Part 1 of this post explained the importance of an enduring power of attorney (‘EPA’) in ensuring that a self-managed superannuation fund (‘SMSF’) retains its status as such under section 17A of the Superannuation Industry (Supervision) Act 1993 (Cth.) (‘SIS Act’).
Section 17A also requires that the legal personal representative (‘LPR’) is also a trustee of the fund or a director of the corporate trustee of the fund. In most cases, the existing incapacitated member must also be removed as a trustee or director. This is specifically noted by the Australian Tax Office in its Self Managed Superannuation Fund Ruling 2010/2 (‘SMSFR 2010/2’):
In order to comply with subparagraph 17A(3)(b)(ii), the legal personal representative must be appointed as a trustee of the SMSF, or a director of the corporate trustee of the SMSF. The member must cease to be a trustee of the SMSF or a director of the corporate trustee except where the legal personal representative is appointed as an alternate director.
Let's look at an example of this: Richard and Regina are the sole members of a SMSF. They are also the only directors of the fund’s corporate trustee. Regina executes an ensuring Power of Attorney (EPA) in favour of Michael.
This is insufficient for Michael to become a director of the trustee company. Effectively, the removal and appointment of trustees/directors is a separate, discrete issue to each member completing an EPA.
The Second Step & Importance Of Trust Deed & Company Constitution
Attention therefore turns to the trust deed of the SMSF. Where the incapacitated member is the director of a corporate trustee the company constitution will be important. Other legislation may also apply. The ATO makes this point very clearly in paragraph 9 of SMSFR 2010/2:
The appointment of the legal personal representative as a trustee and the removal of the member must be in accordance with the trust deed, the [SIS Act] and any other relevant legislation….[and] …The appointment of the legal personal representative as a director of the corporate trustee and removal of the member from this position, must be in accordance with the constitution (if any) of the corporate trustee, the [SIS Act] and the relevant provisions of the Corporations Act’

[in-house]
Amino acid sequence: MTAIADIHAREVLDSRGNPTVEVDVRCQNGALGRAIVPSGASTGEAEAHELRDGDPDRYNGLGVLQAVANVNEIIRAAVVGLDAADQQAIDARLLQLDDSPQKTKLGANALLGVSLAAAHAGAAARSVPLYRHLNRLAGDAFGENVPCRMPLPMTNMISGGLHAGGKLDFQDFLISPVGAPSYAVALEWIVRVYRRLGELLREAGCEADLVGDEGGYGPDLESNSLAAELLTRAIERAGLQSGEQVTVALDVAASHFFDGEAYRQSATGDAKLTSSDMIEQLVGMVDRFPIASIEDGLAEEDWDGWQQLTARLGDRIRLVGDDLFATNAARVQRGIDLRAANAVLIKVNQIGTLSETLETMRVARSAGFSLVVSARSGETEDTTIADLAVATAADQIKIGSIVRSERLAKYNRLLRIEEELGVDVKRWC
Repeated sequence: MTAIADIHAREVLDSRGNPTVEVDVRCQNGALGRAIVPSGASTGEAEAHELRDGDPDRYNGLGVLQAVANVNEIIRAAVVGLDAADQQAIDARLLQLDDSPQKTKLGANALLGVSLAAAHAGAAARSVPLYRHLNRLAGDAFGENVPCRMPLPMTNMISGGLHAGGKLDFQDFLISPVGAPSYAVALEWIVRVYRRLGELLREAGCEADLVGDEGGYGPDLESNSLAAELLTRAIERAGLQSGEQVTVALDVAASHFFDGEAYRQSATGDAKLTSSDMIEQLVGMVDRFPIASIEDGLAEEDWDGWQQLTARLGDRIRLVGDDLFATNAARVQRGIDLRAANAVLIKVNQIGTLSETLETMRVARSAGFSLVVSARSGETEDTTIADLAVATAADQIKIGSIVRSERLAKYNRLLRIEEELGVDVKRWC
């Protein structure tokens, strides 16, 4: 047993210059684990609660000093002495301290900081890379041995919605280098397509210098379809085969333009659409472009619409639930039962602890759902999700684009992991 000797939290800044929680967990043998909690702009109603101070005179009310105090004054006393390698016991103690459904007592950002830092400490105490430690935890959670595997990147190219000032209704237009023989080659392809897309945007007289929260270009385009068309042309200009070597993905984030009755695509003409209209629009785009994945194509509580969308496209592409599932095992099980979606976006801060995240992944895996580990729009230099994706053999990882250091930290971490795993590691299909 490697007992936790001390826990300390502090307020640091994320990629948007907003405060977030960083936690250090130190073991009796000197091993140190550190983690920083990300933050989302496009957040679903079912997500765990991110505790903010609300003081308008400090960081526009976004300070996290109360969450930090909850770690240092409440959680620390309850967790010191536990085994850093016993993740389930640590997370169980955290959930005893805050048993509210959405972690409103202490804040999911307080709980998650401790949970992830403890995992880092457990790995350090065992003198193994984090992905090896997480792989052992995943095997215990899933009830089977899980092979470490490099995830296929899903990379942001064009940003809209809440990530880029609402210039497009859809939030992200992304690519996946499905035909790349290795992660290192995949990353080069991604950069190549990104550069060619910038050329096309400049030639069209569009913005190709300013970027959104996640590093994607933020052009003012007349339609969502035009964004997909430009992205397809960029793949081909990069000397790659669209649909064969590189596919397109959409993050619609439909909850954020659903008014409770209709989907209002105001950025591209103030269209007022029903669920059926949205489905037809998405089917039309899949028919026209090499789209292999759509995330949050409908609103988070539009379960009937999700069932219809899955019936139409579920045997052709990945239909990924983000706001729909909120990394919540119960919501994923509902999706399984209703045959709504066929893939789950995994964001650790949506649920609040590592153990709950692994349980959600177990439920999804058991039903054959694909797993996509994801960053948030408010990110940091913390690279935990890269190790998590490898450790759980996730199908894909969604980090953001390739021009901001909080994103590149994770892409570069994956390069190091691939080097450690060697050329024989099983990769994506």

The ‘removal and appointment’ stage of the matter therefore involves close consideration of the trust deed and/or the company constitution.
Appointing Successor Trustees Or Directors
A potential solution to the problems arising on the incapacity of an SMSF member is for an individual trustee or a director to nominate a successor. For the sake of completeness and greater certainty, the nominated successor should also be the donee of the nominating member’s EPA. If this alternative is pursued, section 118 of the SIS Act must be considered:
A person is not eligible for appointment as a trustee of a superannuation entity, or as a director of a corporate trustee of a superannuation entity, unless the person has consented in writing to the appointment.
Unless this consent in writing is obtained (preferably before the nominating member’s incapacity) the appointment will be invalid.
Patricia and George are both members of an SMSF. They are married. They are also individual trustees of the fund. Patricia has two children from a previous marriage. She wants her children to be involved in the SMSF if she loses capacity and executes an EPA in their favour. The SMSF trust deed has suitable provisions to allow members to nominate successor trustees.
Patricia nominates her children as successor trustees pursuant to these provisions. Her children provide the necessary consents under section 118 of the SIS Act.
Patricia loses capacity. Patricia’s children will succeed her as trustees of the fund.
As can be seen, this strategy is heavily dependent upon the governing rules of the SMSF (or the company constitution for corporate trustees) having suitable provisions in place to permit it. Again, the issue of trust deeds and company constitutions is crucial. If used, these successor provisions may also assist in effective transfer of control of an SMSF upon death of a member – not only disability.